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Dömötör-Kolompár criminal organization

Dömötör-Kolompár criminal organization
Official language
Ferenc Dömötör
Gyula Dömötör

The Dömötör-Kolompár criminal organization was a Canadian human trafficking ring that was dismantled.[1] This crime family from Pápa, Hungary moved to Canada en masse and applied for refugee status.[2] The organization was composed of an extended Romani family, and they settled in Hamilton, Ontario.[3] They lured up to 19 people from Pápa to Hamilton and then used them for the purpose of unfree labour, forcing them to do construction work without paying them.[4] The Royal Canadian Mounted Police issued approximately 60 charges against members of the organization.[5]

Ferenc Dömötör, the leader of the organization, was arrested on October 9, 2010 and charged with fraud and human trafficking.[6] Nine members pleaded guilty to charges of human trafficking, and 17 members were convicted of related offences.[7] Gyula Dömötör, the man with the second highest position in the organization, received a seven-and-a-half-year prison sentence, the harshest sentence anyone had ever received in Canada for human trafficking at that time,[8] until Ferenc Dömötör later received a 9-year prison sentence.[9] Michael Csoke of the Hamilton Police Fugitive Apprehension Unit, who was part of the initial investigation into the organization's activities, criticized Canada's immigration laws for being so lax as to allow the Dömötörs and the Kolompárs into the country.[10] 20 members of the family were deported.[11]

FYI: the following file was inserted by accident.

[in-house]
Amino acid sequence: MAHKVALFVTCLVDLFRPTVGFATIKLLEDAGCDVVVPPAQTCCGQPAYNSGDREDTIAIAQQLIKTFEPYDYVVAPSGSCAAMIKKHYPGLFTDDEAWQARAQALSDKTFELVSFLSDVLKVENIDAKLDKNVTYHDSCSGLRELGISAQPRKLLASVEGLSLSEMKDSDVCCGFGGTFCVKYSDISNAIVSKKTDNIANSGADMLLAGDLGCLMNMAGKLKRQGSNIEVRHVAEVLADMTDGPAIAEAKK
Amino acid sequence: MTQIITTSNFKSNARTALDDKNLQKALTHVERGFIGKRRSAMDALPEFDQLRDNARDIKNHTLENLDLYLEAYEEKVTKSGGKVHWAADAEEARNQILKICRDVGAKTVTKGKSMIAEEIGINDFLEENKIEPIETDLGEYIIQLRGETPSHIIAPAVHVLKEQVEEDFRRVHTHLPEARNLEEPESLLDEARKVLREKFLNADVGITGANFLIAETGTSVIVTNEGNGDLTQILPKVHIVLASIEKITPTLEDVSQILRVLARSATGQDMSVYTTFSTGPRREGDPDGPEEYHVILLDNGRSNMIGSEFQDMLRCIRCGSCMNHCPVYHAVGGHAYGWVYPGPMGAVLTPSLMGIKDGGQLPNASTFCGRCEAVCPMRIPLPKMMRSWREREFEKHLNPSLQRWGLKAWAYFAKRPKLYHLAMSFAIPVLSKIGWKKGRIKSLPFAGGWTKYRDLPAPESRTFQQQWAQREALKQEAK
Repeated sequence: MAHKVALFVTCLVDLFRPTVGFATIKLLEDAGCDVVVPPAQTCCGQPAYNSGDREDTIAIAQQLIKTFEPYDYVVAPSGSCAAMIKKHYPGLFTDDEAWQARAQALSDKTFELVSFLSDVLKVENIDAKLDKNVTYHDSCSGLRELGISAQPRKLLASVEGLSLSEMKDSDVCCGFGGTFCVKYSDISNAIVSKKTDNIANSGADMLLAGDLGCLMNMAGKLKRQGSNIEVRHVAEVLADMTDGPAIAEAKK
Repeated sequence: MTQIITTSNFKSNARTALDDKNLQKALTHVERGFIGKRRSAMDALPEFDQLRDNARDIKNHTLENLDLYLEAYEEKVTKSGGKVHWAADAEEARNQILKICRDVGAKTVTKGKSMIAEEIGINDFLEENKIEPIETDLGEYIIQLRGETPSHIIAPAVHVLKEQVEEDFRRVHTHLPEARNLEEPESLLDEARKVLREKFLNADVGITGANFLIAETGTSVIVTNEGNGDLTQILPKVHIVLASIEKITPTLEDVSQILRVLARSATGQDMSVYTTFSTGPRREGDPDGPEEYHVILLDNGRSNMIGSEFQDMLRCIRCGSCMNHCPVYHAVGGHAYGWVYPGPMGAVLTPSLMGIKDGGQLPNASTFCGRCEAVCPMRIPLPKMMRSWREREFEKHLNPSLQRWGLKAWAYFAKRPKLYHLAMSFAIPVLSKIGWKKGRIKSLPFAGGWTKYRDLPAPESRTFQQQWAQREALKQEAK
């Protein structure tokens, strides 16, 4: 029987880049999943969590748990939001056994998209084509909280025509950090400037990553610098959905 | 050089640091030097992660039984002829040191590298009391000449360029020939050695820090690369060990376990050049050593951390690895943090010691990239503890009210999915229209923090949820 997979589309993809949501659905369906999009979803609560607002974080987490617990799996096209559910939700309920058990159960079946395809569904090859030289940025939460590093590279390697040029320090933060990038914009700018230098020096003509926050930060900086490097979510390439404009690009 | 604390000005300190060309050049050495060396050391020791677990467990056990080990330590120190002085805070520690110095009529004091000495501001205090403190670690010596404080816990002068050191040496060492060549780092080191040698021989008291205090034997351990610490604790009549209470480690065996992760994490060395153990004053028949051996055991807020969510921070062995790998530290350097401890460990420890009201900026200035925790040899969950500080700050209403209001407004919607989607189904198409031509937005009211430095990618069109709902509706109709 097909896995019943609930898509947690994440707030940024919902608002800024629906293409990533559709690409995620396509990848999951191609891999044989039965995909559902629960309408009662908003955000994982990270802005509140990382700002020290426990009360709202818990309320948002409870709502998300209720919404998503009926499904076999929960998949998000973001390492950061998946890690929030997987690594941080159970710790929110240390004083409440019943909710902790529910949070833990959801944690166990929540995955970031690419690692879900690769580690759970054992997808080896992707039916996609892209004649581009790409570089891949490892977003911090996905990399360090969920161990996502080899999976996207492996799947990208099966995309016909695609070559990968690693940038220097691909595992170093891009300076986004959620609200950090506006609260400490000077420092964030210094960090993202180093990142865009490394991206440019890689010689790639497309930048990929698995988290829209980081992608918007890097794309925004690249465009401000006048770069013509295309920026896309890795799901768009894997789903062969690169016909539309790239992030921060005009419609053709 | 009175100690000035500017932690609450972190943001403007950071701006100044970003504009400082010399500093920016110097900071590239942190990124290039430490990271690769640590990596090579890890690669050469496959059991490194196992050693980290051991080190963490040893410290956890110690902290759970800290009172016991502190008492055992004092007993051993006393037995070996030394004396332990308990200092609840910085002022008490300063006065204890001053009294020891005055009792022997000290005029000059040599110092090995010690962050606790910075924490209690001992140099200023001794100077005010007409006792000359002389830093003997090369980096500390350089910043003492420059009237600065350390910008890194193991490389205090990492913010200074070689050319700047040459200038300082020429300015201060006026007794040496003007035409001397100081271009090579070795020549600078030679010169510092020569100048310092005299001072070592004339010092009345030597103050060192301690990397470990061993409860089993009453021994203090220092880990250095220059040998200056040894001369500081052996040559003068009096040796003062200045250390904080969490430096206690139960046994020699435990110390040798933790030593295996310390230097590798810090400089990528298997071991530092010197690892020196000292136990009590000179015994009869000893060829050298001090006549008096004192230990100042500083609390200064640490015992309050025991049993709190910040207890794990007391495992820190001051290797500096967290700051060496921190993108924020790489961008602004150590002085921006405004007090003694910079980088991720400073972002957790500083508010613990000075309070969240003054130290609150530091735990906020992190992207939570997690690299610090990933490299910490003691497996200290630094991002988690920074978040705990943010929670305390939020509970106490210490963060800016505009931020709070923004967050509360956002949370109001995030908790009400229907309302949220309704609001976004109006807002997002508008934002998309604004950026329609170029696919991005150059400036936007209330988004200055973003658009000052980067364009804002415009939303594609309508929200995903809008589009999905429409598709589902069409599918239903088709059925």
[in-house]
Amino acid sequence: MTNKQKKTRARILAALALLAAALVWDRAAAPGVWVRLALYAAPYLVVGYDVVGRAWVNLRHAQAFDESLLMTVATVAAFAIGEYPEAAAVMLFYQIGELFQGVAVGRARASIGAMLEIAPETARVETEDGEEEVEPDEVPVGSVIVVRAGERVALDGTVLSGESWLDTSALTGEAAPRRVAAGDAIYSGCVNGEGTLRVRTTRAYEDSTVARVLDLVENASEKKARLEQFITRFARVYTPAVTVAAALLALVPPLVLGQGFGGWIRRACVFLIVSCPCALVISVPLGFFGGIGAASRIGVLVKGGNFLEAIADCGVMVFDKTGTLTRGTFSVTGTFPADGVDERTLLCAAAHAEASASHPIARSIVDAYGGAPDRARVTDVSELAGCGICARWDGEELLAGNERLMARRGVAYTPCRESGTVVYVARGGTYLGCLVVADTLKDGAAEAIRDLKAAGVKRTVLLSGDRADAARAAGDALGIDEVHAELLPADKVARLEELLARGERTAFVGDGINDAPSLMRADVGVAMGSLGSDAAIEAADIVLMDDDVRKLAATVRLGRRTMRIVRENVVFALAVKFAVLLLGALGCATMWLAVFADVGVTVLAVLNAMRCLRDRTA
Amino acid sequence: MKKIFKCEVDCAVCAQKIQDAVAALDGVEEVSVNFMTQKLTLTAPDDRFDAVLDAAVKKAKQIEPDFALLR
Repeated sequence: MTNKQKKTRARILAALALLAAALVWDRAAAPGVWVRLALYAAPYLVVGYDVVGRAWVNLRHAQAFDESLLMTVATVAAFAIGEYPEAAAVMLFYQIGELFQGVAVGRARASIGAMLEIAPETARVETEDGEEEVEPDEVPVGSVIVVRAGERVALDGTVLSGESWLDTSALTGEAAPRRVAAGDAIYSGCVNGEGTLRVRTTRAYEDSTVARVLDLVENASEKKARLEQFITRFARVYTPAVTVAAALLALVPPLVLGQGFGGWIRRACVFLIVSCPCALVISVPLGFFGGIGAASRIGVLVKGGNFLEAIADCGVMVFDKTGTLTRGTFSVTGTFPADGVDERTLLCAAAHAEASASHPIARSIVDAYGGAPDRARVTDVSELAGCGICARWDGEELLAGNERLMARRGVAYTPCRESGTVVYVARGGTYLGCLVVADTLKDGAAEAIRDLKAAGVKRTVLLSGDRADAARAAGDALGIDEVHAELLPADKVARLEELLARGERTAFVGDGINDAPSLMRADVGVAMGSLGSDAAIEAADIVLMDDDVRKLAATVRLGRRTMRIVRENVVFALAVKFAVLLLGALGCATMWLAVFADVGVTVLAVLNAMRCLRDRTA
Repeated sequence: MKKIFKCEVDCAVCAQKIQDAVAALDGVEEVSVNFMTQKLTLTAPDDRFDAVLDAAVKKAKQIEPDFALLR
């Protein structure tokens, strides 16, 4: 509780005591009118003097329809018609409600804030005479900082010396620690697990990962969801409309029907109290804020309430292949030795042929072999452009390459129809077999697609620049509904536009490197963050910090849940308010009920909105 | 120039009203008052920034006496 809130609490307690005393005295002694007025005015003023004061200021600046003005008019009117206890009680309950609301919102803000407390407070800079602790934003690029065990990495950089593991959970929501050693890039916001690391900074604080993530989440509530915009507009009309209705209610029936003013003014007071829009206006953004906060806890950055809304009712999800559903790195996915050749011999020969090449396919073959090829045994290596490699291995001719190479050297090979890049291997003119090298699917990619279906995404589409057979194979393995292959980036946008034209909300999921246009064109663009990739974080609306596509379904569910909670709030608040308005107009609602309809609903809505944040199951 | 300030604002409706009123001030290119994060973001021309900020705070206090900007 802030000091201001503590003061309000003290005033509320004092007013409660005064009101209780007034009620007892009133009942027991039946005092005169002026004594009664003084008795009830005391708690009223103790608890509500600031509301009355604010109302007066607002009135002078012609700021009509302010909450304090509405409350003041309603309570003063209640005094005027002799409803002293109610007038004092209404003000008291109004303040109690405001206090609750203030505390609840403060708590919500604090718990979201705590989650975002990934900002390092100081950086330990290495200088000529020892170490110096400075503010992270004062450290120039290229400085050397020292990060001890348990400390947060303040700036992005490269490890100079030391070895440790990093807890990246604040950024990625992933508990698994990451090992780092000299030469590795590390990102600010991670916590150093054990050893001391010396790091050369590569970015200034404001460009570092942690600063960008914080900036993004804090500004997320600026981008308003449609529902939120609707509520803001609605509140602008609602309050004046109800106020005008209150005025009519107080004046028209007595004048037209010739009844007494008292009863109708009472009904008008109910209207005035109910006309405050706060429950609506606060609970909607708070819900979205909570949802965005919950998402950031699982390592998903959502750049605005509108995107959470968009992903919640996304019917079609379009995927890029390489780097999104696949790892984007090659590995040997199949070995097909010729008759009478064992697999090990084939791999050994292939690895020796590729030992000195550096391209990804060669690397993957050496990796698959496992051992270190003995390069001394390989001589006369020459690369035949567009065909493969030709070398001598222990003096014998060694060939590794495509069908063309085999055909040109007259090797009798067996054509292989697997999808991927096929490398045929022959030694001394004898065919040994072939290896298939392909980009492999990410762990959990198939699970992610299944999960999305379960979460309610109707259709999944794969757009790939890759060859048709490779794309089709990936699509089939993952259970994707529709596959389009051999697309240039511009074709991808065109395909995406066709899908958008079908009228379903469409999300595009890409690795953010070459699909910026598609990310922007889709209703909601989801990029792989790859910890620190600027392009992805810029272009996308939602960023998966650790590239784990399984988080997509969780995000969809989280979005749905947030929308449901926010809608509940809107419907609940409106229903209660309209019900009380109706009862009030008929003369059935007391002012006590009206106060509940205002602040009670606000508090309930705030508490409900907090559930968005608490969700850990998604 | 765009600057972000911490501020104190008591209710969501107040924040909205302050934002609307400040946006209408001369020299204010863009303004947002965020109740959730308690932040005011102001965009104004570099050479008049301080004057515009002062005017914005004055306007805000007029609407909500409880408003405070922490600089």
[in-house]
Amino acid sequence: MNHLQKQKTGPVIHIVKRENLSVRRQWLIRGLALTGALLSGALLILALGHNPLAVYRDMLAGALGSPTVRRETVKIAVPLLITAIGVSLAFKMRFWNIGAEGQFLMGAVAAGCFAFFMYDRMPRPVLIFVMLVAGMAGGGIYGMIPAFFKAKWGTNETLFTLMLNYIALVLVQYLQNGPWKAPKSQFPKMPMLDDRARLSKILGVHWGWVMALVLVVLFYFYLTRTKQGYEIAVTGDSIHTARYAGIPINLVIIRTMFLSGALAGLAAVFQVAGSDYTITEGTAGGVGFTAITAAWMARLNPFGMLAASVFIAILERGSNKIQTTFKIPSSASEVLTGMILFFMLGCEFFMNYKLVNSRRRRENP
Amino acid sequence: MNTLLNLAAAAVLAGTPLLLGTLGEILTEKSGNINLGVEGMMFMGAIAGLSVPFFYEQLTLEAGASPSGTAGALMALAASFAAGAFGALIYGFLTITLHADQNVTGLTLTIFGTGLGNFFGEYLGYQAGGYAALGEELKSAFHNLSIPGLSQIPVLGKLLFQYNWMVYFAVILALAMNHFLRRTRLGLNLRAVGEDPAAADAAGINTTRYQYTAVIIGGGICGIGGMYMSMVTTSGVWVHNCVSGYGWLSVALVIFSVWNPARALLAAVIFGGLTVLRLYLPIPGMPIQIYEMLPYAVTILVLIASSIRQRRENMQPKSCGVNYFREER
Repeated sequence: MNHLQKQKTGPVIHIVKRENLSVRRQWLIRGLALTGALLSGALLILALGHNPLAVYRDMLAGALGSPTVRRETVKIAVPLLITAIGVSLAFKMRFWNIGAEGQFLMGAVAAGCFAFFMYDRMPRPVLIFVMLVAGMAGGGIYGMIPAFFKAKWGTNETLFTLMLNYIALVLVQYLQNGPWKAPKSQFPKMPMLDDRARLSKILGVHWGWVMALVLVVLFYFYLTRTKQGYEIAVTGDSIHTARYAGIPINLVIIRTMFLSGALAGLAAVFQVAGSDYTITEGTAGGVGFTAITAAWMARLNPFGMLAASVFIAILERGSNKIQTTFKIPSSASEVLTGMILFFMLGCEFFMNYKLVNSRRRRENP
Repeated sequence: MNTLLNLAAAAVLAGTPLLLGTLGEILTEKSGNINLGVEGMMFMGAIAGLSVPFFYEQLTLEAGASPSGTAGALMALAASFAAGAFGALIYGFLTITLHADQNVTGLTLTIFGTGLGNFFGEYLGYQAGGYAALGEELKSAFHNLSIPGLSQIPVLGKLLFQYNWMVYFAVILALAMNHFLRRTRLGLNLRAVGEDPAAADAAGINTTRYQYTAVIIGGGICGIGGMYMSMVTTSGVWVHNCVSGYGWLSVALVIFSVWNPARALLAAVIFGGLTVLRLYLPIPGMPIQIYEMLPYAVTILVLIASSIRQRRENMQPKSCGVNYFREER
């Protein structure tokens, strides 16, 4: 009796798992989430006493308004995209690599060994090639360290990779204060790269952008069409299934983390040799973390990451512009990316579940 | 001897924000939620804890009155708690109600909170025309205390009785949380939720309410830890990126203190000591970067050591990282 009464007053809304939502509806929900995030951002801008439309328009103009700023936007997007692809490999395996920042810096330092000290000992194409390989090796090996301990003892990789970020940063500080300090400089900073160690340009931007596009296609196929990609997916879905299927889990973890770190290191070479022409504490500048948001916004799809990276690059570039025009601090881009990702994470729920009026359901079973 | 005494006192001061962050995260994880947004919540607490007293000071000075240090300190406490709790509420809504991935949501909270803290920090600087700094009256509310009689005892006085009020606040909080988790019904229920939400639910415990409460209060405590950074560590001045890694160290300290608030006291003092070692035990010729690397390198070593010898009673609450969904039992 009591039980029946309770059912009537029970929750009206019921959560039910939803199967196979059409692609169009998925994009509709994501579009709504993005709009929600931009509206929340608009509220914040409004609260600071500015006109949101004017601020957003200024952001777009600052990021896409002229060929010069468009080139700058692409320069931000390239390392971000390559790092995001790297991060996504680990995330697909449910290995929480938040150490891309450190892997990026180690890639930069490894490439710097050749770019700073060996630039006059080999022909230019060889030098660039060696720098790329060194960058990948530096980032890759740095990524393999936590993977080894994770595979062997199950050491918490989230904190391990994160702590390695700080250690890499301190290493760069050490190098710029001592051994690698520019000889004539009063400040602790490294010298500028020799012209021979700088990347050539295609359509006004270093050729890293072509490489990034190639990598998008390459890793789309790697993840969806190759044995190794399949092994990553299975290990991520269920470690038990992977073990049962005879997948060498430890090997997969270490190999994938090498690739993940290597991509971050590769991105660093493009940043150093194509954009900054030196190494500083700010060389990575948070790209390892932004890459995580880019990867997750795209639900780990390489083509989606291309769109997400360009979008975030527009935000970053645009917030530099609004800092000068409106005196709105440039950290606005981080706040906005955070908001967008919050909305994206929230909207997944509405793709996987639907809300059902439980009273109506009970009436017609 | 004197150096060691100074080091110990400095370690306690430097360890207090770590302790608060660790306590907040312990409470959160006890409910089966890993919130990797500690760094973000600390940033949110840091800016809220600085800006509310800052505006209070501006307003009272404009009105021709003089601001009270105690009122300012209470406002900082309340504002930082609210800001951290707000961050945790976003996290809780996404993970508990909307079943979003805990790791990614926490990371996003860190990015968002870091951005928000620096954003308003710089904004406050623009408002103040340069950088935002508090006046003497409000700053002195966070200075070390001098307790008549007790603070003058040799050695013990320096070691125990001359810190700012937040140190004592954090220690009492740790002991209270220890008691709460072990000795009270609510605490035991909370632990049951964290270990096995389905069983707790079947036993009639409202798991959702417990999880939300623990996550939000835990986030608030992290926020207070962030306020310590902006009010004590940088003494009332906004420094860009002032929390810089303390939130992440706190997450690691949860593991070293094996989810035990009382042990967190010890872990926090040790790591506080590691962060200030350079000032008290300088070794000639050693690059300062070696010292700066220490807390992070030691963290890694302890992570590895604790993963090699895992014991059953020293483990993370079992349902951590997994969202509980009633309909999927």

1. ^ Ian Robertson (April 3, 2012). "Head of human trafficking ring gets 9 years". The London Free Press. Retrieved November 19, 2013.
  2. ^ Rob Lamberti (March 2, 2012). "Human trafficking kingpin to be deported". The London Free Press. Retrieved November 19, 2013.
  3. ^ "Accused human traffickers waive preliminary hearing". The Hamilton Spectator. June 15, 2011. Retrieved November 19, 2013.
  4. ^ Samina Esha (April 4, 2012). "Ferenc Domotor sentenced to nine years in prison in Canada's largest-ever human trafficking ring". National Post. Retrieved November 19, 2013.
  5. ^ "New charges in human trafficking case". The Hamilton Spectator. December 18, 2010. Retrieved November 19, 2013.
  6. ^ Tamara Cherry (October 12, 2010). "Human trafficking charge laid". Chatham Daily News. Retrieved November 19, 2013.
  7. ^ Nicole O'Reilly (June 9, 2012). "Toews thanks team for stopping human traffickers". The Hamilton Spectator. Retrieved November 19, 2013.
  8. ^ Adrian Morrow (March 29, 2012). "Judge hands down Canada's toughest penalty for human trafficking". The Globe and Mail. Retrieved November 19, 2013.
  9. ^ Nicole O'Reilly (April 4, 2012). "Slavery boss given record 9-year sentence". The Hamilton Spectator. Retrieved November 19, 2013.
  10. ^ Michael Csoke (April 17, 2012). "International criminals slipping into Canada". The Hamilton Spectator. Retrieved November 19, 2013.
  11. ^ "Canada deports 20 human traffickers back to Hungary". 22 July 2014.